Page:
Leviticus 23:23, 24
And the LORD spoke to Moses, saying,…
The trumpet utters a sound that summons attention from every ear. It is distinct from every other note; it is clear, startling, strong. When God bade his prophets declare his mind to the people he desired them to "blow a trumpet in Zion." The feast which was distinguished by the blowing of trumpets may have been intended to remind Israel, or may remind us of -
I. THEIR RESPONSIBILITIES UNDER THE LAW. When the sacred music was heard at this festival, the Jews could hardly fail to think of that august occasion, when "there were thunders and lightnings, and a thick cloud upon the mount, and the voice of the trumpet exceeding loud," etc. (Exodus 19:16). They would thus realize that they were children of the Law, that they existed as a nation for the very purpose of receiving, preserving, and revealing the Law of the Lord, that they had entered into sacred covenant with Jehovah, that they had a great mission to fulfill. The trumpet was the voice of the Lord, saying to them, "Realize what you are."
II. THE PRIVILEGES WHICH WERE IMMEDIATELY BEFORE THEM. This was "New Year's Day" to them: the year was before them; it would be a year during which God would be speaking to them and they to him. Daily sacrifices would be laid on his altar. Special rites would demand peculiar devotion; one of these - the most sacred of all - was close at hand; privilege and opportunity were awaiting them, would meet them with the advancing seasons of the new year on Mileh they had entered; the trumpet of the Lord said, "Listen and obey, for God is with you." The Feast of Trumpets reminds us of -
III. THE MORE GRACIOUS ERA TO WHICH WE BELONG. There was no such overwhelming scene at the inauguration of the gospel as that at the giving of the Law. No "voice of the trumpet sounding long, and waxing louder and louder," no "thunders and lightnings." The kingdom of God "came not with observation;" "he did not strive nor cry, nor cause his voice to be heard in the streets." Yet he "spake as never man spake" before, and as man will never speak again, and at the beginning of every year we may, without any trumpets sounding, hear a voice from heaven saying to us, "This is my beloved Son; hear ye him." God summons us to learn of him, and know from him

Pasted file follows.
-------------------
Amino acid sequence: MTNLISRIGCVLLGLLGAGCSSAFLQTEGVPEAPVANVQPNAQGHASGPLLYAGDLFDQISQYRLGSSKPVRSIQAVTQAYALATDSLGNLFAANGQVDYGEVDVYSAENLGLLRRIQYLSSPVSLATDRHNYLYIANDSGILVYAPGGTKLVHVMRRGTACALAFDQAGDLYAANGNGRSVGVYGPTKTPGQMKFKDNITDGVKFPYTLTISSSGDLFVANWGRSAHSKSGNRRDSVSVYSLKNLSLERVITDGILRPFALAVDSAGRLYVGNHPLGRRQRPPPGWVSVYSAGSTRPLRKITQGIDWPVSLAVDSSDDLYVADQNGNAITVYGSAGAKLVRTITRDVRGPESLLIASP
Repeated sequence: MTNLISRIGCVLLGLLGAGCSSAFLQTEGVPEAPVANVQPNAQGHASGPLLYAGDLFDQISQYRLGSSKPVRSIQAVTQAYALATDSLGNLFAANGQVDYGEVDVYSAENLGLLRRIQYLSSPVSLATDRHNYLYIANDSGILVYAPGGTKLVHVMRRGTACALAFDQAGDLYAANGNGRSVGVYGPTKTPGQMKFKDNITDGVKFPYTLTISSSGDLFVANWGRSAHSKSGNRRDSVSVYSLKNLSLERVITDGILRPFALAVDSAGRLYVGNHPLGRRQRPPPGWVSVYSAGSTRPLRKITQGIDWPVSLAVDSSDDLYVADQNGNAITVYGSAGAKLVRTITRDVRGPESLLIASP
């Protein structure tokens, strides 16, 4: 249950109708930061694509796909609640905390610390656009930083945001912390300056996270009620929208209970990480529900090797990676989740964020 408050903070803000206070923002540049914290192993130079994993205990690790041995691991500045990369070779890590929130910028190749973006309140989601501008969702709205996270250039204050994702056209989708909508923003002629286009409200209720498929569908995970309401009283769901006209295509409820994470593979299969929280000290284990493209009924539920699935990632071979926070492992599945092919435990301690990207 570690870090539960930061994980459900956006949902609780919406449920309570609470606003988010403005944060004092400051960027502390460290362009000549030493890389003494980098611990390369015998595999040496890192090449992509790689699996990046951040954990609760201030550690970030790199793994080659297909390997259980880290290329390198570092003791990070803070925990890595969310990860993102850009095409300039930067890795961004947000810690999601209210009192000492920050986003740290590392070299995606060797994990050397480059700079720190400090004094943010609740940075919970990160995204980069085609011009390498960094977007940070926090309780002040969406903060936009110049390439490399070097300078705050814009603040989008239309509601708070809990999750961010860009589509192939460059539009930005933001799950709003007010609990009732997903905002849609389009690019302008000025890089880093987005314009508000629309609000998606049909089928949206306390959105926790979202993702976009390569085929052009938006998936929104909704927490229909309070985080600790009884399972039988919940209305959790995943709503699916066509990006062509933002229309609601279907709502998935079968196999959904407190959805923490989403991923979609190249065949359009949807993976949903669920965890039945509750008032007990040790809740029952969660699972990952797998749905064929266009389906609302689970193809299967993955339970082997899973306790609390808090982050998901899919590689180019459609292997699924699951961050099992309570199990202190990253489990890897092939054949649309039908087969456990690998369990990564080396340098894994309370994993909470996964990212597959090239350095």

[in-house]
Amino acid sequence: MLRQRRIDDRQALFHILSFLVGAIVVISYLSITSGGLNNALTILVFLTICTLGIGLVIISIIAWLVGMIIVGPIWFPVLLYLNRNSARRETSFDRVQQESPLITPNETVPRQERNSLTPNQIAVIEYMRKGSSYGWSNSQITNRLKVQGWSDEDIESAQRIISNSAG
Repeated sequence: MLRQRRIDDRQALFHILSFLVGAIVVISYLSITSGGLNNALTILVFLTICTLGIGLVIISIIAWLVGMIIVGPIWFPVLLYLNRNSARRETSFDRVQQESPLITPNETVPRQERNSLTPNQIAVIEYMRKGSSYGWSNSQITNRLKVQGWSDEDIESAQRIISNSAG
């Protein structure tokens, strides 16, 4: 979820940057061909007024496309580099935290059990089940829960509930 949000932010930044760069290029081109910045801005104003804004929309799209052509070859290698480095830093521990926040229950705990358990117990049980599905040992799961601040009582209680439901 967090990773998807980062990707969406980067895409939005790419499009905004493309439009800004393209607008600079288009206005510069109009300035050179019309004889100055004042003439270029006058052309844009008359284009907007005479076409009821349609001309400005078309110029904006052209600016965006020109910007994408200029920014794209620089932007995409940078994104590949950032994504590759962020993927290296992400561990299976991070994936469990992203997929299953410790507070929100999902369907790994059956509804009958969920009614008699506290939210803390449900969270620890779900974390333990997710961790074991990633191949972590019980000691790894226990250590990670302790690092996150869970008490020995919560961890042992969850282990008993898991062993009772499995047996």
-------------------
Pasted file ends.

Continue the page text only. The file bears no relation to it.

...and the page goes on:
(1) how to be related to himself,
(2) the spirit in which we should act to our fellows, and
(3) the way to rule our own spirit and regulate our own life. We may also be reminded of -
IV. THE LAST DAY OF THIS DISPENSATION. The day draws on when the "trump of God" shall sound, summoning the dead to life, calling the living and the dead to judgment and award (see 1 Corinthians 15:52; 1 Thessalonians 4:16). At any hour of our life, but especially on any anniversary, when we are reminded of the passage of our probationary life and the oncoming of the day of his appearing, we may well hear the summons of God to prepare for that great day.
"Great God, what do I see and hear?
The trumpet sounds, the graves restore
The dead which they contained before.
Prepare, my soul, to meet him." - C.
Parallel VersesKJV: And the LORD spake unto Moses, saying,